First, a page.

MISSOULA – The Missoula City Council wrestles over budget philosophy, but it’s not stopping the council from proceeding with a "hold the line" plan for next year which needs a property tax increase to balance the books.
Mayor John Engen has proposed that the city take several steps to balance the budget after Missoula was surprised by property devaluations from the state.
Engen’s suggestions include tapping Missoula Redevelopment Agency’s Tax Increment Financing (TIF) funds for a one-time remittance of $2.7 million, declining requested upgrades in employees and programs and a 3.8 percent bump in property taxes.
Staff told the council without those steps, taxes would skyrocket if the city spent everything requested.
"The total tax increase would be 11.7 percent. And that would also account for the MRA remittance," said City of Missoula Chief Administrative Officer Dale Bickell.
"Our home is paid for and we’re still paying eight-thousand dollars to live in our own home. And you want to raise our taxes," said a Grant Creek Road resident at the meeting.
In fact, the Mayor’s Office is pointing out the city actually claims less than a third of local property taxes, with shares going to schools, Missoula County and others.
"I don’t think anyone in any of those jurisdictions if it were there preference would be in the business of raising property taxes," Engen said. "But that’s the business we’re in if we want to continue to deliver service."
"Ultimately I think that we’ve reached a point of reckoning," said Missoula City Councilman Jesse Ramos. "We have a lot of folks in the community that have come forward saying they want to separate ‘needs’ from ‘wants’. There’s people being taxed out of their homes. And I’m not saying any of these are going to pass but I just think that it’s important to discuss them and bring them up."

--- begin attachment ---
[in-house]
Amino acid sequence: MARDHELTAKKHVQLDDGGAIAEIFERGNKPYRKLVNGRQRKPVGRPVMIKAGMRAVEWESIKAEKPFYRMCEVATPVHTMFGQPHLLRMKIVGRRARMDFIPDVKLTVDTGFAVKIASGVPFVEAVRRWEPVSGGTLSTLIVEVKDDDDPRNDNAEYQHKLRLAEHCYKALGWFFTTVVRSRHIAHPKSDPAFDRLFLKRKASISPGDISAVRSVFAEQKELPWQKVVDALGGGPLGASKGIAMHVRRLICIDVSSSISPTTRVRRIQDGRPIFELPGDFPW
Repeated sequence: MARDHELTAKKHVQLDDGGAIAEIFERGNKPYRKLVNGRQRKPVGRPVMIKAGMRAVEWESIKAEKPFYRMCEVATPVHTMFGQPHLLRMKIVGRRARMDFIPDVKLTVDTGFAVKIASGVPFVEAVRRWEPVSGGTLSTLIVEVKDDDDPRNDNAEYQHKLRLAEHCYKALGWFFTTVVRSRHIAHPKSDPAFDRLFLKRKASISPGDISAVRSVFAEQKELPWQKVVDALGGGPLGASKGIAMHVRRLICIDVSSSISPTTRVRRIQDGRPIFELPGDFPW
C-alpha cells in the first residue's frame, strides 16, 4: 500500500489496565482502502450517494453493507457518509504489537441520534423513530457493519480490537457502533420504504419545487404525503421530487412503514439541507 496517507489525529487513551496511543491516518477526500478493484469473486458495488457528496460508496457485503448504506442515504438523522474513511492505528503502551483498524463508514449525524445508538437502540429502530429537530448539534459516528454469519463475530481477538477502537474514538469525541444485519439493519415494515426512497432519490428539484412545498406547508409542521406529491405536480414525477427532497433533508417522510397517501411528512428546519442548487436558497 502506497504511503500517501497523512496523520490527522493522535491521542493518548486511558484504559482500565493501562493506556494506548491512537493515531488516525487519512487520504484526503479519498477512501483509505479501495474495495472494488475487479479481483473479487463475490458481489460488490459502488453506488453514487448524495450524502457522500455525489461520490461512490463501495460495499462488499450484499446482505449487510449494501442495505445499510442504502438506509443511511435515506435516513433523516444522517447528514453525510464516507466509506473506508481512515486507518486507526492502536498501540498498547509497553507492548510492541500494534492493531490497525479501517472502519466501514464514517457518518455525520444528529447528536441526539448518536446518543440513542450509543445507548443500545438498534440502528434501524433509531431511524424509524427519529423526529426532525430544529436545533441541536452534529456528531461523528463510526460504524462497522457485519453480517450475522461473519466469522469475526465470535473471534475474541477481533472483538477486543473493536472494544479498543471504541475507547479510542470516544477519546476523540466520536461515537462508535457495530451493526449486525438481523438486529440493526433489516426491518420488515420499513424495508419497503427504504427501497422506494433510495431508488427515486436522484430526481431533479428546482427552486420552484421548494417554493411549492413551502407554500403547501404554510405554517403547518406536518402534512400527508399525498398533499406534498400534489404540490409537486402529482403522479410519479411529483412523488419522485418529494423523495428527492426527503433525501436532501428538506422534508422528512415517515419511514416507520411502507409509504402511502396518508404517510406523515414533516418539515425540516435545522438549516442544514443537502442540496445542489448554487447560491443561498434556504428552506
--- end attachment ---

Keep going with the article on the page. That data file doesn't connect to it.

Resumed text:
Ramos put forward his own budget recommendations, totaling over $3.2 million, with big cuts aimed at Parks and Rec, Arts Missoula, Missoula in Motion and employee insurance and other funds.
"While council members said they appreciate Ramos’ suggestions it really came down to a question of these programs being a worthwhile investment for the city."
Speakers defended the programs on Ramos’ list, saying things like parks help Missoula’s livability and keep the city viable.
"So I think it’s an awfully good investment in jobs and business," said Missoula County Parks and Recreation Director Donna Gaukler. "Splash Montana also performs a really important economic role, bringing citizens from a 2-hundred mile radius including major swim meets."
"I think that local government has the opportunity to, on some level, equalize the playing field and serve all of our constituents," said Missoula City Councilwoman Heidi West.
"I will not be supporting these cuts because they disproportionately effect elderly, children and low income people," said Missoula City Councilwoman Stacie Anderson.
"They’re the ones that can’t afford the tax increases," Ramos said. "They’re the ones that are emailing us. They’re the ones that are saying they can’t afford these services. I love all the head shaking, it’s very fun. But anyways, they are the ones that are emailing us. They’re the ones that are calling us. They’re the ones that are coming to my house crying. They’re the ones, the single moms that cannot afford these tax increases. It’s the rich people that love them all. The rich people can come and go to all the parks. They love it! It’s like a country club."
At the end of the two-hour discussion, Ramos stood alone with the rest of the Budget Committee shooting down his suggestions. That sends the entire budget to the full council, with a public hearing, on Monday night.